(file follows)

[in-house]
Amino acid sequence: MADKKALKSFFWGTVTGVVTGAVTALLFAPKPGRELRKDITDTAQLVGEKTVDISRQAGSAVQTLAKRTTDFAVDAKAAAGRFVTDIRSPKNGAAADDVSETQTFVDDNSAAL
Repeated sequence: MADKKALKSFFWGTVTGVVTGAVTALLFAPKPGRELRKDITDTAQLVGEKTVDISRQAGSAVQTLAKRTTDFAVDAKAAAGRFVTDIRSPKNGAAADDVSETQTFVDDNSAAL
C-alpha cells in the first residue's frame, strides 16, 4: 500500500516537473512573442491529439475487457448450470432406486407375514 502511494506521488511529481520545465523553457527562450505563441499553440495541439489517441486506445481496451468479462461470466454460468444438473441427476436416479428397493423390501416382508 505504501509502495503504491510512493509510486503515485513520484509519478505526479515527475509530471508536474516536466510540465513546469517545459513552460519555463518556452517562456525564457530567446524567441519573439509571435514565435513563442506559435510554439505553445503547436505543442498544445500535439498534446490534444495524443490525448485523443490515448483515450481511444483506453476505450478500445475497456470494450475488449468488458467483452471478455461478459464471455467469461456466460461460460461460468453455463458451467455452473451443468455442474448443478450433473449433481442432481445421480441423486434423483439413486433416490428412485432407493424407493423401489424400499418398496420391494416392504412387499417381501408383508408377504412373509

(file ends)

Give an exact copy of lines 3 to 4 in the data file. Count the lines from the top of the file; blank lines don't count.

Repeated sequence: MADKKALKSFFWGTVTGVVTGAVTALLFAPKPGRELRKDITDTAQLVGEKTVDISRQAGSAVQTLAKRTTDFAVDAKAAAGRFVTDIRSPKNGAAADDVSETQTFVDDNSAAL
C-alpha cells in the first residue's frame, strides 16, 4: 500500500516537473512573442491529439475487457448450470432406486407375514 502511494506521488511529481520545465523553457527562450505563441499553440495541439489517441486506445481496451468479462461470466454460468444438473441427476436416479428397493423390501416382508 505504501509502495503504491510512493509510486503515485513520484509519478505526479515527475509530471508536474516536466510540465513546469517545459513552460519555463518556452517562456525564457530567446524567441519573439509571435514565435513563442506559435510554439505553445503547436505543442498544445500535439498534446490534444495524443490525448485523443490515448483515450481511444483506453476505450478500445475497456470494450475488449468488458467483452471478455461478459464471455467469461456466460461460460461460468453455463458451467455452473451443468455442474448443478450433473449433481442432481445421480441423486434423483439413486433416490428412485432407493424407493423401489424400499418398496420391494416392504412387499417381501408383508408377504412373509